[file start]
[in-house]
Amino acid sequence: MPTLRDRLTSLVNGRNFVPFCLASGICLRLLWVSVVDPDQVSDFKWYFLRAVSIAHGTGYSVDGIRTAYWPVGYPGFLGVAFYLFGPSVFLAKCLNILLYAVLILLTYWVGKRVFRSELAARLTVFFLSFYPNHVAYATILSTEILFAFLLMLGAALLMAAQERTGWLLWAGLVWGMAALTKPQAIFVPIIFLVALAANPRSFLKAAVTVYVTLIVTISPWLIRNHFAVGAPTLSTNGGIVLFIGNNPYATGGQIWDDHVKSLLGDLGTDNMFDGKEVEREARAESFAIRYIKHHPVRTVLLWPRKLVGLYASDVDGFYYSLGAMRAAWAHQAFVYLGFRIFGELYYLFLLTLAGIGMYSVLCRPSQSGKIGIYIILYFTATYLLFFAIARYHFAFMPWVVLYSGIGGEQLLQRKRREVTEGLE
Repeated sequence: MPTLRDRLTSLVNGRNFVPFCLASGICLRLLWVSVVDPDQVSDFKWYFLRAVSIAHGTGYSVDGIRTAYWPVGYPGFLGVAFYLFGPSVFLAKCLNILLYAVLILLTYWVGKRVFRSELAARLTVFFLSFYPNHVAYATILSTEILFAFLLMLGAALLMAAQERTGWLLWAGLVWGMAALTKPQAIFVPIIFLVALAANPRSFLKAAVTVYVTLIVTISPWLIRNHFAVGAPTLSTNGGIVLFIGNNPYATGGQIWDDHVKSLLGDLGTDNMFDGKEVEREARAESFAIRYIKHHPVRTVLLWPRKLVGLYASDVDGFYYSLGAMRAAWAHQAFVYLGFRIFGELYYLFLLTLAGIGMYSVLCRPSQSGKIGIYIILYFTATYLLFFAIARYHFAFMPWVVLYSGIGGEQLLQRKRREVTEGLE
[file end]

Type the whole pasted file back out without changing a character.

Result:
[in-house]
Amino acid sequence: MPTLRDRLTSLVNGRNFVPFCLASGICLRLLWVSVVDPDQVSDFKWYFLRAVSIAHGTGYSVDGIRTAYWPVGYPGFLGVAFYLFGPSVFLAKCLNILLYAVLILLTYWVGKRVFRSELAARLTVFFLSFYPNHVAYATILSTEILFAFLLMLGAALLMAAQERTGWLLWAGLVWGMAALTKPQAIFVPIIFLVALAANPRSFLKAAVTVYVTLIVTISPWLIRNHFAVGAPTLSTNGGIVLFIGNNPYATGGQIWDDHVKSLLGDLGTDNMFDGKEVEREARAESFAIRYIKHHPVRTVLLWPRKLVGLYASDVDGFYYSLGAMRAAWAHQAFVYLGFRIFGELYYLFLLTLAGIGMYSVLCRPSQSGKIGIYIILYFTATYLLFFAIARYHFAFMPWVVLYSGIGGEQLLQRKRREVTEGLE
Repeated sequence: MPTLRDRLTSLVNGRNFVPFCLASGICLRLLWVSVVDPDQVSDFKWYFLRAVSIAHGTGYSVDGIRTAYWPVGYPGFLGVAFYLFGPSVFLAKCLNILLYAVLILLTYWVGKRVFRSELAARLTVFFLSFYPNHVAYATILSTEILFAFLLMLGAALLMAAQERTGWLLWAGLVWGMAALTKPQAIFVPIIFLVALAANPRSFLKAAVTVYVTLIVTISPWLIRNHFAVGAPTLSTNGGIVLFIGNNPYATGGQIWDDHVKSLLGDLGTDNMFDGKEVEREARAESFAIRYIKHHPVRTVLLWPRKLVGLYASDVDGFYYSLGAMRAAWAHQAFVYLGFRIFGELYYLFLLTLAGIGMYSVLCRPSQSGKIGIYIILYFTATYLLFFAIARYHFAFMPWVVLYSGIGGEQLLQRKRREVTEGLE